Cholesterol, Triglycerides, Lipopproteins: Words we hear almost every day, but what do they mean and why should we be interested in them?

Cholesterol is an integral constituent of all our tissues (cell membranes). When pure, it is a white soapy crystalline substance. The name cholesterol comes from the Greek khome - bile, gall + sterols - hard, solid + ol (so-called because it was first found in gall stones). It is found in highest concentration in the brain and other organs. It occurs as cholesterol and cholesterol ester, its storage form.

Triglycerides are a series of substances we commonly call fats. They are composed of three fatty acids attached to a glycerol. Depending primarily on the nature of the fatty acids (saturated, monounsaturated, or polyunsaturated), the triglycerides are liquid at different temperatures, with the saturated triglycerides solid at room temperature. Triglycerides are used in our body for fuel and energy storage. Consuming saturated triglycerides tends to increase the concentration of some lipoproteins.

Neither cholesterol nor triglycerides can be transported in blood alone because they are not soluble (in contrast to sugars and most proteins). They circulate in our blood then as lipoproteins, spherical vehicles of surface protein, phospholipids, and cholesterol with an inner “core” of triglycerides and cholesterol esters. Most of our blood cholesterol is ester cholesterol. The smaller the lipoprotein, the heavier it is: the names in part reflect their densities.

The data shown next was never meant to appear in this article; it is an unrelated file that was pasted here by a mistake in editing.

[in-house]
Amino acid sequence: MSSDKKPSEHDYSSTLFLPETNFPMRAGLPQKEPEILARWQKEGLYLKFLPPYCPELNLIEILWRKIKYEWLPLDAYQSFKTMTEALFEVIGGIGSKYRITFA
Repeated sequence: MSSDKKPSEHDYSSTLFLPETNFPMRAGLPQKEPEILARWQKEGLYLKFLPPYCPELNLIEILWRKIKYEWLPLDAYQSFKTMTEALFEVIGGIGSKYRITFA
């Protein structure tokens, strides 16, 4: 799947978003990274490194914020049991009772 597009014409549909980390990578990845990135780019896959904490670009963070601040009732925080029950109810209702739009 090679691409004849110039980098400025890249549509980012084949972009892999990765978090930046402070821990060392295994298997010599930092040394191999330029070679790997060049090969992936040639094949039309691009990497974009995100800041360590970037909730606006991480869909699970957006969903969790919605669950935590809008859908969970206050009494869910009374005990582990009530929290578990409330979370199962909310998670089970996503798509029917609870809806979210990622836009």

The large lipoproteins contain primarily triglycerides. In most people (before breakfast) triglycerides are carried in very low density lipoproteins (VLDL) and most cholesterol in low density lipoprotein (LDL).

Several risk factors have been defined for development of coronary heart disease. These include cigarette smoking, high blood pressure, diabetes, a family history of heart attack, male gender, and abnormalities in circulating lipoproteins. See figure for definitions. Those lipoproteins associated with an increased risk when present in increased numbers are LDL, LP(a), IDL and VLDL. These lipoproteins collectively transport the cholesterol not in HDL, or non-HDL cholesterol. HDL is usually considered anti-atherogenic, thus higher levels are considered advantageous. Low levels of HDL increase the risk of heart disease and stroke. Chylomicrons are generated in the intestine after a meal. They transport absorbed triglycerides and cholesterol into the blood compartment. The cholesterol not in HDL (non-HDL cholesterol) and it’s ratio to HDL best summarize the risk associated with lipid disorders.

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